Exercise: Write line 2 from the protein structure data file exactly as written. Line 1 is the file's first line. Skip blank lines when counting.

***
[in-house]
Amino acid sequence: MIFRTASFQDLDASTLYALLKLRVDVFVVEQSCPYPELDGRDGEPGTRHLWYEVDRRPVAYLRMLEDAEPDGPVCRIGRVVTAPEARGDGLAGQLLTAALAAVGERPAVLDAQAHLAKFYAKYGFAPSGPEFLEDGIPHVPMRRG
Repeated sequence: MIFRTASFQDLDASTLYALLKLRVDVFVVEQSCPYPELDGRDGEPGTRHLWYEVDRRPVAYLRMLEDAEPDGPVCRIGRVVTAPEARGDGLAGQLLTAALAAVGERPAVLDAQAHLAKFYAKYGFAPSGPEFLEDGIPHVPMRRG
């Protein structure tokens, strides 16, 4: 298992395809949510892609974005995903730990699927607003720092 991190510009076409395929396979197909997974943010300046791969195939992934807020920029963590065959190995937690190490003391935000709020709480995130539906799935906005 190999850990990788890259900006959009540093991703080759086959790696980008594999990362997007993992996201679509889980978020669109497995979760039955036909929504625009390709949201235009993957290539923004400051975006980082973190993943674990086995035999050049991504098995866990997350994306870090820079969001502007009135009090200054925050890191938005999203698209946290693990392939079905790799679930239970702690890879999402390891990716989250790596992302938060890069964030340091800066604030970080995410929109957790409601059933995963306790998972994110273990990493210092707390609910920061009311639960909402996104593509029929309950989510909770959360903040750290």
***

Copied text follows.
Amino acid sequence: MIFRTASFQDLDASTLYALLKLRVDVFVVEQSCPYPELDGRDGEPGTRHLWYEVDRRPVAYLRMLEDAEPDGPVCRIGRVVTAPEARGDGLAGQLLTAALAAVGERPAVLDAQAHLAKFYAKYGFAPSGPEFLEDGIPHVPMRRG